The effect of high Intensity interval training (HIIT) upon resting and ambulatory blood pressure in physically inactive males and females

Cottam, C. (2018) The effect of high Intensity interval training (HIIT) upon resting and ambulatory blood pressure in physically inactive males and females. M.Sc. thesis, Canterbury Christ Church University.

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Abstract

Purpose: Physical inactivity is associated with and increased risk of hypertension and cardiovascular disease. High intensity interval training (HIIT) has been shown to reduce resting blood pressure. However, the response of HIIT upon ambulatory blood pressure has been limited, despite evidence highlighting that the use of ambulatory blood pressure monitoring can be of clinical significance. Therefore, the aim of the present study was to investigate the effects of HIIT upon resting and ambulatory blood pressure.

Methods: In a randomised controlled trial 41 physically inactive males and females (aged 23 ± 2.7 years) completed 4 weeks of HIIT. The HIIT protocol consisted of 3 x 30s maximal cycle ergometer sprints with a resistance of 7.5% body weight, with 2 minutes active recovery in between intervals. In total, 12 sessions were performed. Ambulatory blood pressure was measured using a Welch Allyn 6100 ambulatory blood pressure monitor.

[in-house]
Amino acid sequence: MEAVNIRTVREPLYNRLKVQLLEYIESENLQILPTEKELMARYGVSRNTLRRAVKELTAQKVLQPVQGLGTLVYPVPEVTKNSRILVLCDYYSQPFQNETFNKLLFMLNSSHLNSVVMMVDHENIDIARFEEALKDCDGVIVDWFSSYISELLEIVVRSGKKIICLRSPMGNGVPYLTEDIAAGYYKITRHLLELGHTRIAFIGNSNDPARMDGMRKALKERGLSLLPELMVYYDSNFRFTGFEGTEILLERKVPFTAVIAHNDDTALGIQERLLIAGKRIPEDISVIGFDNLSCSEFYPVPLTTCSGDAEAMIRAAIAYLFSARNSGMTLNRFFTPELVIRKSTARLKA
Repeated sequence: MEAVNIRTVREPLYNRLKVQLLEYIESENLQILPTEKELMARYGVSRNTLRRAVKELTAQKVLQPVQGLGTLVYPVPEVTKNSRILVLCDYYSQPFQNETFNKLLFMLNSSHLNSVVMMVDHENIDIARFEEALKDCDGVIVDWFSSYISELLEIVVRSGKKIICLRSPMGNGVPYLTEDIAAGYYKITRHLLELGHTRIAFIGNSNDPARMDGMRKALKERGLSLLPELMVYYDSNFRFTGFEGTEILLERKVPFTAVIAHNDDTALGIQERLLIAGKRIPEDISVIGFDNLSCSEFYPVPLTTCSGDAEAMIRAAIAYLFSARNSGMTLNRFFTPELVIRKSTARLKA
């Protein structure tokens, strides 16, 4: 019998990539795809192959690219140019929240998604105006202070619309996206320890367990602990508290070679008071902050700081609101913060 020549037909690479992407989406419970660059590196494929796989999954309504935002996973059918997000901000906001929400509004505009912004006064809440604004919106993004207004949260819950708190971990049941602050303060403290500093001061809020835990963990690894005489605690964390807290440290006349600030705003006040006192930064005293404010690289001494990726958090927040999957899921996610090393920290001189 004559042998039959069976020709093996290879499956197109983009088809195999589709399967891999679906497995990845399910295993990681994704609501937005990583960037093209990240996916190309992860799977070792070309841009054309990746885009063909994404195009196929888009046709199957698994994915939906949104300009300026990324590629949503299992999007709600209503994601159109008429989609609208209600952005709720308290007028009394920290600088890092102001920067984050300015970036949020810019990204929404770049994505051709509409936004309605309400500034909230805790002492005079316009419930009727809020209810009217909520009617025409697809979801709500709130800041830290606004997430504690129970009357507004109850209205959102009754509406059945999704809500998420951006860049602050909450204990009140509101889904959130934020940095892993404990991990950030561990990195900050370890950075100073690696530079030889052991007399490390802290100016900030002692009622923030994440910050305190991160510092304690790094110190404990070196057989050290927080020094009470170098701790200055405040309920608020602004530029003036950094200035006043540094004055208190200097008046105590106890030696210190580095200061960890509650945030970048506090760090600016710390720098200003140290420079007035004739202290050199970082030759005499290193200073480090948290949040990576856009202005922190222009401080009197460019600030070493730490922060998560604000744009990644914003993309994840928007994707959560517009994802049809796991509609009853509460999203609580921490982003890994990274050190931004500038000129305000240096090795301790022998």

Results: Following the 4-week HIIT intervention, it was reported that there were statistically significant reductions in resting systolic blood pressure (-6.86 ± 8.76 mmHg, P < 0.041) when compared against the control group. It was also reported that there was a statistically significant reduction in 24-hour systolic blood pressure (-4.06 ± 8.08 mmHg, P < 0.008), 24-hour diastolic blood pressure (-3.43 ± 8.18 mmHg, P < 0.012) and 24-hour mean blood pressure (-2.17 ± 4.04 mmHg, P < 0.002) when compared against the control group.

Conclusion: A 4-week HIIT programme was associated with a significant decrease in resting systolic blood pressure in addition to significant reductions in 24 hour systolic, diastolic and mean ambulatory blood pressure.

Item Type: Thesis (Masters)
Subjects: R Medicine > RA Public aspects of medicine > RA0773 Personal health and hygiene > RA0781 Physical fitness. Exercise
Divisions: Faculty of Social and Applied Sciences
Depositing User: Miss Rosemary Cox
Date Deposited: 24 Jul 2018 14:23
Last Modified: 26 Jul 2018 09:30
URI: https://create.canterbury.ac.uk/id/eprint/17473

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Last edited: 29/06/2016 12:23:00